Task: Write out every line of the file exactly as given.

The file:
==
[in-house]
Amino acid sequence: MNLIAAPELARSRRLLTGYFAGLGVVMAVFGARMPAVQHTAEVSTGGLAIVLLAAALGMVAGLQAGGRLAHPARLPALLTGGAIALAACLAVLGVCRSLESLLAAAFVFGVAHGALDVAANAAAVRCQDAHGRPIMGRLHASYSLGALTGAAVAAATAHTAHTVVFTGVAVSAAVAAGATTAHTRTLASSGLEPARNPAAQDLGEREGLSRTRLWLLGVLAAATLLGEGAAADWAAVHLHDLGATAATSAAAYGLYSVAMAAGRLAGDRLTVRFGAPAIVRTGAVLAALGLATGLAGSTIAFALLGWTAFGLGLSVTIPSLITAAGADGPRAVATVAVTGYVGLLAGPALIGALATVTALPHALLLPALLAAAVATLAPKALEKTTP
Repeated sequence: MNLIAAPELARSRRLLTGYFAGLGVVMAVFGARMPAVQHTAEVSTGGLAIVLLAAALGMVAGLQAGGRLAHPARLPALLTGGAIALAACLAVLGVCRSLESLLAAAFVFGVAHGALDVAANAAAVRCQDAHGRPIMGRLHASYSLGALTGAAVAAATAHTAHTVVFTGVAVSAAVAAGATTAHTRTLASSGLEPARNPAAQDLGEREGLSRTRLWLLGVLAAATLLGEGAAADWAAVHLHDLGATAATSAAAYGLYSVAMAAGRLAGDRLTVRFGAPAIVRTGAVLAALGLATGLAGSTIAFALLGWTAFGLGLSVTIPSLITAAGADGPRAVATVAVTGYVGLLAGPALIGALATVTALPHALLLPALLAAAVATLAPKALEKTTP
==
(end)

[in-house]
Amino acid sequence: MNLIAAPELARSRRLLTGYFAGLGVVMAVFGARMPAVQHTAEVSTGGLAIVLLAAALGMVAGLQAGGRLAHPARLPALLTGGAIALAACLAVLGVCRSLESLLAAAFVFGVAHGALDVAANAAAVRCQDAHGRPIMGRLHASYSLGALTGAAVAAATAHTAHTVVFTGVAVSAAVAAGATTAHTRTLASSGLEPARNPAAQDLGEREGLSRTRLWLLGVLAAATLLGEGAAADWAAVHLHDLGATAATSAAAYGLYSVAMAAGRLAGDRLTVRFGAPAIVRTGAVLAALGLATGLAGSTIAFALLGWTAFGLGLSVTIPSLITAAGADGPRAVATVAVTGYVGLLAGPALIGALATVTALPHALLLPALLAAAVATLAPKALEKTTP
Repeated sequence: MNLIAAPELARSRRLLTGYFAGLGVVMAVFGARMPAVQHTAEVSTGGLAIVLLAAALGMVAGLQAGGRLAHPARLPALLTGGAIALAACLAVLGVCRSLESLLAAAFVFGVAHGALDVAANAAAVRCQDAHGRPIMGRLHASYSLGALTGAAVAAATAHTAHTVVFTGVAVSAAVAAGATTAHTRTLASSGLEPARNPAAQDLGEREGLSRTRLWLLGVLAAATLLGEGAAADWAAVHLHDLGATAATSAAAYGLYSVAMAAGRLAGDRLTVRFGAPAIVRTGAVLAALGLATGLAGSTIAFALLGWTAFGLGLSVTIPSLITAAGADGPRAVATVAVTGYVGLLAGPALIGALATVTALPHALLLPALLAAAVATLAPKALEKTTP